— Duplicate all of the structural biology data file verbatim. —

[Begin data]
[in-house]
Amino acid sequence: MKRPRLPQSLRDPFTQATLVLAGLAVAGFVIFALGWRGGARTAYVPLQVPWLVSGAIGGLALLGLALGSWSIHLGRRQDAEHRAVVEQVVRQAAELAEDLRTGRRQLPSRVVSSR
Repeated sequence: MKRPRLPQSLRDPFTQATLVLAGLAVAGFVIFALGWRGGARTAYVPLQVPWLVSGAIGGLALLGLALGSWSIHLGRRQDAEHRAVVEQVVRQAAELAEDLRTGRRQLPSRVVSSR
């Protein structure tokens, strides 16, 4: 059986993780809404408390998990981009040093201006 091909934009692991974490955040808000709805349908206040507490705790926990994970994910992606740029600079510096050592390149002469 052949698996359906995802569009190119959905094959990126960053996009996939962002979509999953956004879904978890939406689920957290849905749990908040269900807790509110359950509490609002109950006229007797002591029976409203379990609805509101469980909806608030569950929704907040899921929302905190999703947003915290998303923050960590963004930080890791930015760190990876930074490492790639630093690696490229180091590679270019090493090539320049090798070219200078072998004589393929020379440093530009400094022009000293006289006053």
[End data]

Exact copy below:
[in-house]
Amino acid sequence: MKRPRLPQSLRDPFTQATLVLAGLAVAGFVIFALGWRGGARTAYVPLQVPWLVSGAIGGLALLGLALGSWSIHLGRRQDAEHRAVVEQVVRQAAELAEDLRTGRRQLPSRVVSSR
Repeated sequence: MKRPRLPQSLRDPFTQATLVLAGLAVAGFVIFALGWRGGARTAYVPLQVPWLVSGAIGGLALLGLALGSWSIHLGRRQDAEHRAVVEQVVRQAAELAEDLRTGRRQLPSRVVSSR
């Protein structure tokens, strides 16, 4: 059986993780809404408390998990981009040093201006 091909934009692991974490955040808000709805349908206040507490705790926990994970994910992606740029600079510096050592390149002469 052949698996359906995802569009190119959905094959990126960053996009996939962002979509999953956004879904978890939406689920957290849905749990908040269900807790509110359950509490609002109950006229007797002591029976409203379990609805509101469980909806608030569950929704907040899921929302905190999703947003915290998303923050960590963004930080890791930015760190990876930074490492790639630093690696490229180091590679270019090493090539320049090798070219200078072998004589393929020379440093530009400094022009000293006289006053």